Carbon dioxide and methane emissions from a wet-dry tropical floodplain in Northern Australia

Bass, A.M., O'Grady, D., Leblanc, M., Tweed, S., Nelson, P.N., and Bird, M.I. (2014) Carbon dioxide and methane emissions from a wet-dry tropical floodplain in Northern Australia. Wetlands , 34 (3). pp. 619-627.

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Abstract

In order to better understand how global climate change will affect greenhouse gas dynamics in wetland systems, an accurate quantification of global greenhouse gas emissions from these areas is essential. Despite a large proportion of wetlands occurring in tropical areas, data on greenhouse gas fluxes from these areas is limited. This study aimed to quantify carbon dioxide (CO2) and methane (CH4) fluxes from an undisturbed tropical wetland environment in northern Australia, and to evaluate the influence of different habitat types on net emission rates. Fluxes were measured at seven sites, representing different habitat types during the inundation season of 2012. Highest CO2 fluxes, with a maximum at 199.4 mg CO2-Cm−2 h−1, were measured in open water areas. This likely corresponded to increased mobilisation of sediment organic matter and high water turbulence, as inferred from turbidity measurement. CH4 fluxes, however, were greatest in densely vegetated areas and peaked at 153.2 mg CH4-C m−2 h−1, a possible result of increased transport through plant stems. Carbon dioxide and methane fluxes over the whole wetland averaged 86.0 mg CO2-C m−2 h−1 and 25.3 mg CH4-C m−2 h−1, respectively.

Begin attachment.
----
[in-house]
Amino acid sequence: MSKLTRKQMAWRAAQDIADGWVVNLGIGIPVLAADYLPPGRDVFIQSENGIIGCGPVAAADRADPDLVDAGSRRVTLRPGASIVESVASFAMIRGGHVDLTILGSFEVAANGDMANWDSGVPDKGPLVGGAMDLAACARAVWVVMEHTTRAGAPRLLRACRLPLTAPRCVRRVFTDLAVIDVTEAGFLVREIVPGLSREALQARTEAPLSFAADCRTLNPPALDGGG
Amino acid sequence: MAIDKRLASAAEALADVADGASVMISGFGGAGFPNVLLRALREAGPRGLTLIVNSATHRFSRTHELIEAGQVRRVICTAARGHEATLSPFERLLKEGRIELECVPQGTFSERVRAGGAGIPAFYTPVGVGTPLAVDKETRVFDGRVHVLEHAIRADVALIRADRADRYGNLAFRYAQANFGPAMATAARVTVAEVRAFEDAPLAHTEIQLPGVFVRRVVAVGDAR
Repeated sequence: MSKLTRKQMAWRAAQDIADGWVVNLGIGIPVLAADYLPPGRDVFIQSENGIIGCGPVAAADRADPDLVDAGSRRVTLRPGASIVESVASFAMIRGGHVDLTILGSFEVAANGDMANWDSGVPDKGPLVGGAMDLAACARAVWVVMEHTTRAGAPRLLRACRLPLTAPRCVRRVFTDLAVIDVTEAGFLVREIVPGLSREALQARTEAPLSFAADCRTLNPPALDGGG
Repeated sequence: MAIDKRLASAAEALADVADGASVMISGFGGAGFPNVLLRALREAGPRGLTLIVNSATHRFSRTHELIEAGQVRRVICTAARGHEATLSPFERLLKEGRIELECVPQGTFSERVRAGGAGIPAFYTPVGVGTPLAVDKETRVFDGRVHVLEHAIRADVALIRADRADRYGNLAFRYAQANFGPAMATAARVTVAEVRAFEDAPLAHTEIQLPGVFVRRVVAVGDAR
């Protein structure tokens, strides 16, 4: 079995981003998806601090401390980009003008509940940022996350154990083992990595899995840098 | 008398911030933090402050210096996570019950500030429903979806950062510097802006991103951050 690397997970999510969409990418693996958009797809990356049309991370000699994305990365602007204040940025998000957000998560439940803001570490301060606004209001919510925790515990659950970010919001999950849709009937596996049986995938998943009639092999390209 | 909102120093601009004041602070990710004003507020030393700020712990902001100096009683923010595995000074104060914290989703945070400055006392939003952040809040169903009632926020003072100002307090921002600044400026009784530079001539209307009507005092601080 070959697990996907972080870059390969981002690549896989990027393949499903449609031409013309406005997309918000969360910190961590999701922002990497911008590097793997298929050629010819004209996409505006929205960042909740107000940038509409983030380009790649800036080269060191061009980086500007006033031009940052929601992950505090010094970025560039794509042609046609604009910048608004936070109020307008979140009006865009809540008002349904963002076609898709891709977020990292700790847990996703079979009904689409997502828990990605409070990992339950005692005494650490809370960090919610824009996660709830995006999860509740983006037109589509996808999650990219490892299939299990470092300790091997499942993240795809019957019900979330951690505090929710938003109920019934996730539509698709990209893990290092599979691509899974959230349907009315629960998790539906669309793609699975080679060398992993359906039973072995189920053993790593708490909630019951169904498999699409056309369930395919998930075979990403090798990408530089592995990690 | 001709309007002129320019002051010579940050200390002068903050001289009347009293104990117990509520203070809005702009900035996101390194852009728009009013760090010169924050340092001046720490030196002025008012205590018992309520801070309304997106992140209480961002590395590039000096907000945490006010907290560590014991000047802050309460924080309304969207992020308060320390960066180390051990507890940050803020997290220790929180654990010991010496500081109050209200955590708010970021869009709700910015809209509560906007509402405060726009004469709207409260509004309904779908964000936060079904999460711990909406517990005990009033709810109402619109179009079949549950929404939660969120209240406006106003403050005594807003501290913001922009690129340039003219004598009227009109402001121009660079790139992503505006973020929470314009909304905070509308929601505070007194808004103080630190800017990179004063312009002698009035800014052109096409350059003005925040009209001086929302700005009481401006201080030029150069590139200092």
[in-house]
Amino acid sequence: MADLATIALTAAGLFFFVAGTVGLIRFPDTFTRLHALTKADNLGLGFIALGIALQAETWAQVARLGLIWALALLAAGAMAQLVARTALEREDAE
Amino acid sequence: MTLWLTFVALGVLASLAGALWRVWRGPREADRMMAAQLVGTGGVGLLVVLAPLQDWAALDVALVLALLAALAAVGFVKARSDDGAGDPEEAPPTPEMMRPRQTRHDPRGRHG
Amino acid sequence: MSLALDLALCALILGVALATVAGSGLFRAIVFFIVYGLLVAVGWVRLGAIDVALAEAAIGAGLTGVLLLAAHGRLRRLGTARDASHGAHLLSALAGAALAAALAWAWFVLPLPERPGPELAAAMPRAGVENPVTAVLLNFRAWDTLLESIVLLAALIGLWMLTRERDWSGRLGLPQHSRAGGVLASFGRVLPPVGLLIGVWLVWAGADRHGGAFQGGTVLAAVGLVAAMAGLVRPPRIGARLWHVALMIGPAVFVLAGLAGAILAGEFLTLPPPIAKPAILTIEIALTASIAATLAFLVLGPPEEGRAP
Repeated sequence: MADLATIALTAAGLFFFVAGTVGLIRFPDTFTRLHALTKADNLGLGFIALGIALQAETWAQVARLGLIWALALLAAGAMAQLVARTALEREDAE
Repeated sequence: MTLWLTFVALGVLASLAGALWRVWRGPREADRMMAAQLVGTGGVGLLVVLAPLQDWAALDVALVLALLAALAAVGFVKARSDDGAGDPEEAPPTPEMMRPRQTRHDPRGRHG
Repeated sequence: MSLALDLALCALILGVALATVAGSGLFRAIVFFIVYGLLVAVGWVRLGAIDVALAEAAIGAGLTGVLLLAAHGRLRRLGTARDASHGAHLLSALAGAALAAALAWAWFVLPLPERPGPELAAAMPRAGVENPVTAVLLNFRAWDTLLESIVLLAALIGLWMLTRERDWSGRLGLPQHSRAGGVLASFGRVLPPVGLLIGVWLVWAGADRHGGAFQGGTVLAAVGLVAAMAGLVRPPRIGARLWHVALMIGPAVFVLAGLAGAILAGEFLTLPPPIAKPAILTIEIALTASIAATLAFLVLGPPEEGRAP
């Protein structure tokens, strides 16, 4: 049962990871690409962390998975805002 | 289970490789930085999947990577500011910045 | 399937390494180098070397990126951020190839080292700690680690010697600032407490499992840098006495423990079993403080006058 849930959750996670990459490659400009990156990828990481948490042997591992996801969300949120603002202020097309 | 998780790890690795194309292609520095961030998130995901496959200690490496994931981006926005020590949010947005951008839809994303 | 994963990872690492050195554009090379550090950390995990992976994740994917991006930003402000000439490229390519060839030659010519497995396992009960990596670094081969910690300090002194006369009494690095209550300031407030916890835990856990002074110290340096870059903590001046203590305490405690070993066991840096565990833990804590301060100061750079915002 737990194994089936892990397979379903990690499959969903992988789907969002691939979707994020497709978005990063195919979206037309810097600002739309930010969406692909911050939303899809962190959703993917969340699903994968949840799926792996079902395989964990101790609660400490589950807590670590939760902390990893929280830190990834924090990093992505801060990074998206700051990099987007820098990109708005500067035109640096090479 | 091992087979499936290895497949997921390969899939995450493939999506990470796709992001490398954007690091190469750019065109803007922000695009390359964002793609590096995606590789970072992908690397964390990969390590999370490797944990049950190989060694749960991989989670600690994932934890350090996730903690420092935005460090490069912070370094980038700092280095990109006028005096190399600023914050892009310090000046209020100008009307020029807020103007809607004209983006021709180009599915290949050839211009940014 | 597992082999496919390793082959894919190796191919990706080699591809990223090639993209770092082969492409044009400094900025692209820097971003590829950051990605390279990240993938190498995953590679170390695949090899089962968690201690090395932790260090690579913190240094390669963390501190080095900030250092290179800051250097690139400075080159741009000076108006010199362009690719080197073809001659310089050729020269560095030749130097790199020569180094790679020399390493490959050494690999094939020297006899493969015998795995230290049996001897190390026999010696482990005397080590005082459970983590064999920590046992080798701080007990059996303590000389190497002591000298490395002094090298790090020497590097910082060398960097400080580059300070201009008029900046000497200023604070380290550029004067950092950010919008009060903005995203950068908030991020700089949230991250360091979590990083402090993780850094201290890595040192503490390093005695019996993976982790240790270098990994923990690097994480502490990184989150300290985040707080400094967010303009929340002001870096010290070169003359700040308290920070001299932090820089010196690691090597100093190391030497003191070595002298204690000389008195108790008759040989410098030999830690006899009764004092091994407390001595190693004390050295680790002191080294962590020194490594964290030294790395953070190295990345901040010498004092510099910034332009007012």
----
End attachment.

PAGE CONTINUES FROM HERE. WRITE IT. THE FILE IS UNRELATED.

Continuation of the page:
Item ID: 34398
Item Type: Article (Research - C1)
ISSN: 1943-6246
Keywords: carbon dioxide, methane, floodplain, wetland, Tropical Australia
Funders: Australian Research Council (ARC)
Projects and Grants: ARC DP110103364
Date Deposited: 06 Aug 2014 04:15
FoR Codes: 04 EARTH SCIENCES > 0406 Physical Geography and Environmental Geoscience > 040608 Surfacewater Hydrology @ 50%
05 ENVIRONMENTAL SCIENCES > 0501 Ecological Applications > 050102 Ecosystem Function @ 50%
SEO Codes: 96 ENVIRONMENT > 9611 Physical and Chemical Conditions of Water > 961102 Physical and Chemical Conditions of Water in Coastal and Estuarine Environments @ 50%
97 EXPANDING KNOWLEDGE > 970105 Expanding Knowledge in the Environmental Sciences @ 50%
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